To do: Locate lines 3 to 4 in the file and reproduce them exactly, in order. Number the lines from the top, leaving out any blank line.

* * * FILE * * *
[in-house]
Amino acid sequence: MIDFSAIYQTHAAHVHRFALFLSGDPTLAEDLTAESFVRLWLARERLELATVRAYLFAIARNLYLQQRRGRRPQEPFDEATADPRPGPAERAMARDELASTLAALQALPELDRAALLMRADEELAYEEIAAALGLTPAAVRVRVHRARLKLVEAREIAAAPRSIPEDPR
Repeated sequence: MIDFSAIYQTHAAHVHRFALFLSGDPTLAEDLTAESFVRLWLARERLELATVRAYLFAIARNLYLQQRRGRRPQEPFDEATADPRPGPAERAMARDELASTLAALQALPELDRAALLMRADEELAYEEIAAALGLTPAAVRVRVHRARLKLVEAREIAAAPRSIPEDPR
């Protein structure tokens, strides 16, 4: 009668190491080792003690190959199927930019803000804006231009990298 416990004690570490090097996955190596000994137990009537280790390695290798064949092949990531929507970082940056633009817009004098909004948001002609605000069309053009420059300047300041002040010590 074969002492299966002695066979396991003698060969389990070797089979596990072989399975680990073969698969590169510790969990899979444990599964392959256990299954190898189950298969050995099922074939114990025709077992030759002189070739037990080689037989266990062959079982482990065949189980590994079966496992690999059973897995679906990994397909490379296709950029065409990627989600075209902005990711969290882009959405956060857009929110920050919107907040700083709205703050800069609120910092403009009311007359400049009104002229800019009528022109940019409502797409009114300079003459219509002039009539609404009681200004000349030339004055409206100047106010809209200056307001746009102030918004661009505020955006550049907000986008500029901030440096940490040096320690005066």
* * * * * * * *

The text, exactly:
Repeated sequence: MIDFSAIYQTHAAHVHRFALFLSGDPTLAEDLTAESFVRLWLARERLELATVRAYLFAIARNLYLQQRRGRRPQEPFDEATADPRPGPAERAMARDELASTLAALQALPELDRAALLMRADEELAYEEIAAALGLTPAAVRVRVHRARLKLVEAREIAAAPRSIPEDPR
């Protein structure tokens, strides 16, 4: 009668190491080792003690190959199927930019803000804006231009990298 416990004690570490090097996955190596000994137990009537280790390695290798064949092949990531929507970082940056633009817009004098909004948001002609605000069309053009420059300047300041002040010590 074969002492299966002695066979396991003698060969389990070797089979596990072989399975680990073969698969590169510790969990899979444990599964392959256990299954190898189950298969050995099922074939114990025709077992030759002189070739037990080689037989266990062959079982482990065949189980590994079966496992690999059973897995679906990994397909490379296709950029065409990627989600075209902005990711969290882009959405956060857009929110920050919107907040700083709205703050800069609120910092403009009311007359400049009104002229800019009528022109940019409502797409009114300079003459219509002039009539609404009681200004000349030339004055409206100047106010809209200056307001746009102030918004661009505020955006550049907000986008500029901030440096940490040096320690005066």